Set during the late 1960’s to early 1970’s Japan, the novel is the story of Toru Watanabe, a normal and diffident college student looking for a way to deal with everything that happens around him like the death of his best friend, Kizuki. He then met Naoko when he moved to Tokyo to attend university, a naive young lady whom she fell in love with to find out Kizuki was Naoko’s former boyfriend.

A girl of doubts and vulnerability, Naoko was not sure how he would deal with Toru which made them drift apart away. Toru then meets Midori, the sensual, liberated and outspoken lady whom Toru had sexual interactions with. We learned along the way that Midori also has her own share of longing for relationships. The rest of the story then revolved around Toru torn between Naoko and Midori.

This is basically an adolescent love story which tackles issues of adolescents growing up in this world looking for their identity. This is also a story of death and the complications of many things that comes with it—how many of us deal with death differently, how each loss represents a scar in each of us and how it heals depends on us.

No truth can cure the sorrow we feel from losing a loved one. No truth, no sincerity, no strength, no kindness can cure that sorrow. All we can do is see it through to the end and learn something from it, but what we learn will be no help in facing the next sorrow that comes to us without warning.

—Haruki Murakami, Norwegian Wood

The plot is flimsy, at best. Rather, Watanabe and the array of people he meets in university are what tie the story together. Outrageous and explicit, the mysterious Naoko, whimsical Midori, wise Reiko and arrogant Nagasawa all end up charming you in their own ways. It is because of this that Norwegian Wood becomes more than just a simple love story.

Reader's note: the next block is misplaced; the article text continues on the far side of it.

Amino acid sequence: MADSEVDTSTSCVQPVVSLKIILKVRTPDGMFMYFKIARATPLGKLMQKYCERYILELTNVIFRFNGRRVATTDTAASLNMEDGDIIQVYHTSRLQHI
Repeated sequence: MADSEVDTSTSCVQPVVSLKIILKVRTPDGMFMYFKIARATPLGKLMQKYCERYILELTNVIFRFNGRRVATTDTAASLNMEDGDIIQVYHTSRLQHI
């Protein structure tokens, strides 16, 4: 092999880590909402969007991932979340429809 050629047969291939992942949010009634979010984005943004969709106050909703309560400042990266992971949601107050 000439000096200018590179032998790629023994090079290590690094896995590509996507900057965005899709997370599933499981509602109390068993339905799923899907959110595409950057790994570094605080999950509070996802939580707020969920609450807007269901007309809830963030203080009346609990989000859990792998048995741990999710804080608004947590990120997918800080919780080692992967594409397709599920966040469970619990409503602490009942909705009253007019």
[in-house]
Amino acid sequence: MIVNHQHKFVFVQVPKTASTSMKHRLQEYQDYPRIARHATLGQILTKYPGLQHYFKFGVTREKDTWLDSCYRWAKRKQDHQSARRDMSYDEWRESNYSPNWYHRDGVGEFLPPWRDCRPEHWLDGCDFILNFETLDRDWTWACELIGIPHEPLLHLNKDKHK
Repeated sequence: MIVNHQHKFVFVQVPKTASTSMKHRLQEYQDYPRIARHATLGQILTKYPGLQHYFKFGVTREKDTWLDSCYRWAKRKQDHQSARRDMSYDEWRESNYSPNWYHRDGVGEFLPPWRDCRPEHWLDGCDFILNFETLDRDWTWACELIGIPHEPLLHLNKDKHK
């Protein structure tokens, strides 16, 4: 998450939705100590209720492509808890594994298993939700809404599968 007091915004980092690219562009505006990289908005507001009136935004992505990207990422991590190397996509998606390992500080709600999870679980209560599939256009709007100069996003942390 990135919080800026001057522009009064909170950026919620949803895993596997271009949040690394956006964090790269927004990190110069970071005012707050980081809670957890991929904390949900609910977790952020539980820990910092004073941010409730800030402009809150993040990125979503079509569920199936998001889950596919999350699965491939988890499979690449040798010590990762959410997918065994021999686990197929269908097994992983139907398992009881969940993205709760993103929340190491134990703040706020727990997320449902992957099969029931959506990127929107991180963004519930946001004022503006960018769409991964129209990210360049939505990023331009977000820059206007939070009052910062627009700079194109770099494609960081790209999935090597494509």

The dialogue in Norwegian Wood is another outstanding factor for me. As I read the book, I was greeted by surprising situations, engaging conversations and slowly learned to expect the unexpected from Norwegian Wood (ironically).

The novel engages one with its setting as well, framed in the late 1950s during the Japanese student movement. Murakami comments on the political landscape of Japan through Watanabe’s experiences and thoughts. It touches on the student revolution at the end of the 1960’s, sexual liberation and mental illness. Watanabe’s student life is also brought to life in a forgotten bookshop, a mental rehabilitation sanctuary in the countryside and the narcotic haze of drinking bars and love hotels.

In an attempt to sum up my thoughts, I feel that Norwegian Wood shines by presenting a haunting coming-of-age narrative of powerful, all-consuming love, insanity and death.